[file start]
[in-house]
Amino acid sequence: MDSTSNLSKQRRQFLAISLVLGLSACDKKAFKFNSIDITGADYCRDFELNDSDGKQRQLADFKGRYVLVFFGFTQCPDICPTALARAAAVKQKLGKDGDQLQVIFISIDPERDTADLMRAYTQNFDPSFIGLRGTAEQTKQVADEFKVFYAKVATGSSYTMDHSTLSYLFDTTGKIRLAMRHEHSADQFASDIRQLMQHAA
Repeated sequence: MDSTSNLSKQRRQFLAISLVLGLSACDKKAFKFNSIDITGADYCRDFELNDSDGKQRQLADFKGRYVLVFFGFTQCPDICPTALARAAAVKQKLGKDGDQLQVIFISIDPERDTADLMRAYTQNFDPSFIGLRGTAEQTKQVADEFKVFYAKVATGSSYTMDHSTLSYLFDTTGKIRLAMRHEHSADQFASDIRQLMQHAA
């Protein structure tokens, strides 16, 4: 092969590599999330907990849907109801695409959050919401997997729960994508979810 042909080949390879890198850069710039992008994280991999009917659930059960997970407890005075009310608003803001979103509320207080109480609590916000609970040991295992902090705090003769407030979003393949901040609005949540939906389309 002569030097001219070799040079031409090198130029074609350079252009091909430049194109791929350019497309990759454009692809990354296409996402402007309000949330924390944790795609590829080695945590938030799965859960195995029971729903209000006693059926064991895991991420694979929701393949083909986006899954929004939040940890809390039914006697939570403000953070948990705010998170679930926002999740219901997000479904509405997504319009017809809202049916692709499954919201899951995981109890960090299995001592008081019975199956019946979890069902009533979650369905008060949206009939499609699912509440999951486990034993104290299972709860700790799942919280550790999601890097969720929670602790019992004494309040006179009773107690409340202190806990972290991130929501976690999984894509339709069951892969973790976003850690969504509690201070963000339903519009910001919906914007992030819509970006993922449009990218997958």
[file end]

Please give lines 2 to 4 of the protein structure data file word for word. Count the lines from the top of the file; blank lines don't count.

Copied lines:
Amino acid sequence: MDSTSNLSKQRRQFLAISLVLGLSACDKKAFKFNSIDITGADYCRDFELNDSDGKQRQLADFKGRYVLVFFGFTQCPDICPTALARAAAVKQKLGKDGDQLQVIFISIDPERDTADLMRAYTQNFDPSFIGLRGTAEQTKQVADEFKVFYAKVATGSSYTMDHSTLSYLFDTTGKIRLAMRHEHSADQFASDIRQLMQHAA
Repeated sequence: MDSTSNLSKQRRQFLAISLVLGLSACDKKAFKFNSIDITGADYCRDFELNDSDGKQRQLADFKGRYVLVFFGFTQCPDICPTALARAAAVKQKLGKDGDQLQVIFISIDPERDTADLMRAYTQNFDPSFIGLRGTAEQTKQVADEFKVFYAKVATGSSYTMDHSTLSYLFDTTGKIRLAMRHEHSADQFASDIRQLMQHAA
């Protein structure tokens, strides 16, 4: 092969590599999330907990849907109801695409959050919401997997729960994508979810 042909080949390879890198850069710039992008994280991999009917659930059960997970407890005075009310608003803001979103509320207080109480609590916000609970040991295992902090705090003769407030979003393949901040609005949540939906389309 002569030097001219070799040079031409090198130029074609350079252009091909430049194109791929350019497309990759454009692809990354296409996402402007309000949330924390944790795609590829080695945590938030799965859960195995029971729903209000006693059926064991895991991420694979929701393949083909986006899954929004939040940890809390039914006697939570403000953070948990705010998170679930926002999740219901997000479904509405997504319009017809809202049916692709499954919201899951995981109890960090299995001592008081019975199956019946979890069902009533979650369905008060949206009939499609699912509440999951486990034993104290299972709860700790799942919280550790999601890097969720929670602790019992004494309040006179009773107690409340202190806990972290991130929501976690999984894509339709069951892969973790976003850690969504509690201070963000339903519009910001919906914007992030819509970006993922449009990218997958």